2.2.2. ζ = f (pH) profiles of the alginate, maize gum, mesquite gum, nopal mucilage, coffee and tule lignin and chitosan

The zeta potential of the anionic, cationic, and neutral biopolyelectrolytes was measured in a Stabino Particle Charge Mapping (Microtrac). The measurements were done at ambient temperature in teflon cuvettes. Influence of pH on the zeta potential behavior of each biopolyelectrolytes was studied within a pH range of 2–11 with 0.1 M NaOH and 0.1 M HCl to determine the isoelectric point (IEP) and the highest degree of ionization of the biopolylectrolytes [30].

2.2.3. Evaluation of the chelating performance of the BPE

The performance of the BPE in the separation of heavy metals present in the wastewater model was evaluated using stability analysis to determine the kinetics of coagulation-flocculation, morphology and elemental composition of the formed flocs, content of metals remaining in the treated water, in each test of dosage of BPE to synthetic heavy metals wastewater. Samples of flocs obtained were examined in a SEM ZEISS EVO-MA15, equipped with an EDS (energy dispersive spectroscopy) BRUKER detector for heavy metals-relative estimations. Agilent Technologies 4200 MP-AES were used to determine metals concentration. Stability tests were carried out, performing a transmittance scan every 25 s for 30 min using Turbiscan Lab® Expert.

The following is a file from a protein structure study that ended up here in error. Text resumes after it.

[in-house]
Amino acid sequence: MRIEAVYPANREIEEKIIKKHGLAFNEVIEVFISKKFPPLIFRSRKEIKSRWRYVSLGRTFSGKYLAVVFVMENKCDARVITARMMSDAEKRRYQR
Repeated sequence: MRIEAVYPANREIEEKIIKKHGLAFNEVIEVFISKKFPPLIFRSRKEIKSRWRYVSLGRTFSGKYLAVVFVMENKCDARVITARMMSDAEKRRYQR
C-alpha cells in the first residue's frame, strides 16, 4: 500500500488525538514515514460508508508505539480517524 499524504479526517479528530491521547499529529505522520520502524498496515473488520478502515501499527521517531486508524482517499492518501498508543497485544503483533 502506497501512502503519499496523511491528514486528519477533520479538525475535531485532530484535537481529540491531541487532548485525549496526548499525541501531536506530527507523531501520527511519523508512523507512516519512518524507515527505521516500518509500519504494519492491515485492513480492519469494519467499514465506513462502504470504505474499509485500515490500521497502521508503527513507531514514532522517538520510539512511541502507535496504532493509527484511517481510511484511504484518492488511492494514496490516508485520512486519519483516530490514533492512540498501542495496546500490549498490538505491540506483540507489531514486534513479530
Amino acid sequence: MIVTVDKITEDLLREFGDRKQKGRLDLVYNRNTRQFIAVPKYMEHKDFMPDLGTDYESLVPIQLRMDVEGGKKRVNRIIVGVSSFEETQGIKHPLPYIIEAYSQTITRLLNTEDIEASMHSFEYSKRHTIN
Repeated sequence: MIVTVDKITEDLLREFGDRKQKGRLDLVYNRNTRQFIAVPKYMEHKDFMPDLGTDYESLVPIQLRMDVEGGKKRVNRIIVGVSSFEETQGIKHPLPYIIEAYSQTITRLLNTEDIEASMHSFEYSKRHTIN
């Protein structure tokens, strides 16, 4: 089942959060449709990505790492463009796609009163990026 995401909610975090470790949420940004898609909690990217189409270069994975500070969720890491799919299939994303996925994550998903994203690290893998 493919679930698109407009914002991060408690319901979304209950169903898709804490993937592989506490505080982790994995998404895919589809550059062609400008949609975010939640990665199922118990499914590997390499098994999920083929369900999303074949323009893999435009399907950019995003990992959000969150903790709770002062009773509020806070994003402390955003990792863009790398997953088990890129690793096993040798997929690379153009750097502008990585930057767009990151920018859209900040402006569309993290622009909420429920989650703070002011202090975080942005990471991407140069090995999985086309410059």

3. Results and discussion

3.1. Physicochemical characterization of biopolyelectrolytes

Considering that the surface functional groups of the BPE are responsible for the molecular interactions between the biopolyelectrolytes (AG, Ch, Mag, nopal mucilage, Meg, CL, and TL) (see Figure 1) and the heavy metals contained in the wastewater, they were studied by FTIR [31]. The most common BPE functional groups are carbonyl, phenolic, acetamido, alcoholic, amido, amino, and sulfhydryl, which have an affinity for heavy metal ions to form complexes or metal chelates [32].

Figure 1.

Chemical structure of the BPE.

InFigure 2, the FTIR spectra corresponding to the anionic biopolyelectrolytes that have higher density of negative surface charge are shown. InFigure 2a and c, the characteristic signals are shown to the three main compounds present in the coffee and tule lignin: p-coumaryl alcohol, coniferyl alcohol, and sinapyl alcohol. Assignment bands shown at the wavelength 3500–3100 cm−1 are attributed to the stretching vibrations of the OH, the stretching vibrations at 2910–2835 cm−1 are attributed to the CH group, and the stretching vibrations at 1700–1550 cm−1 are attributed to the CC group. There are also other signals at 1230 cm−1 and 1012 cm−1, corresponding to the vibration bands of the CO.

Figure 2.

FTIR spectra of biopolyelectrolytes with higher density of negative surface charge: a) Coffe lignin, b) Maize gum, c) Tule lignin, d) Alginate.